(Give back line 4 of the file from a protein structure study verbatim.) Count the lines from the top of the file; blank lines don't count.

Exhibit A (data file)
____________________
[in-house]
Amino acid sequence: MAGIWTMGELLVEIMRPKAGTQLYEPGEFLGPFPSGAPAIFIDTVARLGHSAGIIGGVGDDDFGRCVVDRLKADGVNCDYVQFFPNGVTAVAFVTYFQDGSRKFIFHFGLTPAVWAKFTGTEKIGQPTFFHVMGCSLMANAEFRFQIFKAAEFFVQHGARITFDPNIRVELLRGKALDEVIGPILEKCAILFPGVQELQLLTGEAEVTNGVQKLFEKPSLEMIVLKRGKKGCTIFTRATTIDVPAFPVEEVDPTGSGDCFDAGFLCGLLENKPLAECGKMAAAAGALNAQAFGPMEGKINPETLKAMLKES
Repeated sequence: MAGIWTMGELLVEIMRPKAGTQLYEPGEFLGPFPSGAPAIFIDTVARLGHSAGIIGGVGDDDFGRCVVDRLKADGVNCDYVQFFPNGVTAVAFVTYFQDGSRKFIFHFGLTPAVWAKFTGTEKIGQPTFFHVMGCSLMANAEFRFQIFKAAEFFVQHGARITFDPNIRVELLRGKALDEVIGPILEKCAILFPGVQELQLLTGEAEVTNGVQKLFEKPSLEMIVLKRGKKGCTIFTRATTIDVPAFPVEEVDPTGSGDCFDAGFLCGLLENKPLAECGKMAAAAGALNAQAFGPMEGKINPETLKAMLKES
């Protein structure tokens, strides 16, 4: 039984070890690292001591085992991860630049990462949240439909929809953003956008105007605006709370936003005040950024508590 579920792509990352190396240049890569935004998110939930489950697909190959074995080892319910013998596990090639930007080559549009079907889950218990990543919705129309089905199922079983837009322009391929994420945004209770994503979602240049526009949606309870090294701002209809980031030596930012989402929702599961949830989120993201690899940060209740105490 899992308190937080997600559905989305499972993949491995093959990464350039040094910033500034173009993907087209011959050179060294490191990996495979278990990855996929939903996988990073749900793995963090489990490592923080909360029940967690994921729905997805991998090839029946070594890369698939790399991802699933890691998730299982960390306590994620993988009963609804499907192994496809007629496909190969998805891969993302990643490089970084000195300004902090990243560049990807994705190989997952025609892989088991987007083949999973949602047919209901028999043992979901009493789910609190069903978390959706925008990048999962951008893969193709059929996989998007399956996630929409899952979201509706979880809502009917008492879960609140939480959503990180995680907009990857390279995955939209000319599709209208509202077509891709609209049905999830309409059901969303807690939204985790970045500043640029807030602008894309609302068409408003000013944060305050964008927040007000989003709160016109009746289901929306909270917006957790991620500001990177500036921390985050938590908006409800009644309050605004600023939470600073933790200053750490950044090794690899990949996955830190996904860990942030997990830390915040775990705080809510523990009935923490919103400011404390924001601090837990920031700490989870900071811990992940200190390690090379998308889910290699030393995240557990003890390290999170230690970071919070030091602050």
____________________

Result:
């Protein structure tokens, strides 16, 4: 039984070890690292001591085992991860630049990462949240439909929809953003956008105007605006709370936003005040950024508590 579920792509990352190396240049890569935004998110939930489950697909190959074995080892319910013998596990090639930007080559549009079907889950218990990543919705129309089905199922079983837009322009391929994420945004209770994503979602240049526009949606309870090294701002209809980031030596930012989402929702599961949830989120993201690899940060209740105490 899992308190937080997600559905989305499972993949491995093959990464350039040094910033500034173009993907087209011959050179060294490191990996495979278990990855996929939903996988990073749900793995963090489990490592923080909360029940967690994921729905997805991998090839029946070594890369698939790399991802699933890691998730299982960390306590994620993988009963609804499907192994496809007629496909190969998805891969993302990643490089970084000195300004902090990243560049990807994705190989997952025609892989088991987007083949999973949602047919209901028999043992979901009493789910609190069903978390959706925008990048999962951008893969193709059929996989998007399956996630929409899952979201509706979880809502009917008492879960609140939480959503990180995680907009990857390279995955939209000319599709209208509202077509891709609209049905999830309409059901969303807690939204985790970045500043640029807030602008894309609302068409408003000013944060305050964008927040007000989003709160016109009746289901929306909270917006957790991620500001990177500036921390985050938590908006409800009644309050605004600023939470600073933790200053750490950044090794690899990949996955830190996904860990942030997990830390915040775990705080809510523990009935923490919103400011404390924001601090837990920031700490989870900071811990992940200190390690090379998308889910290699030393995240557990003890390290999170230690970071919070030091602050």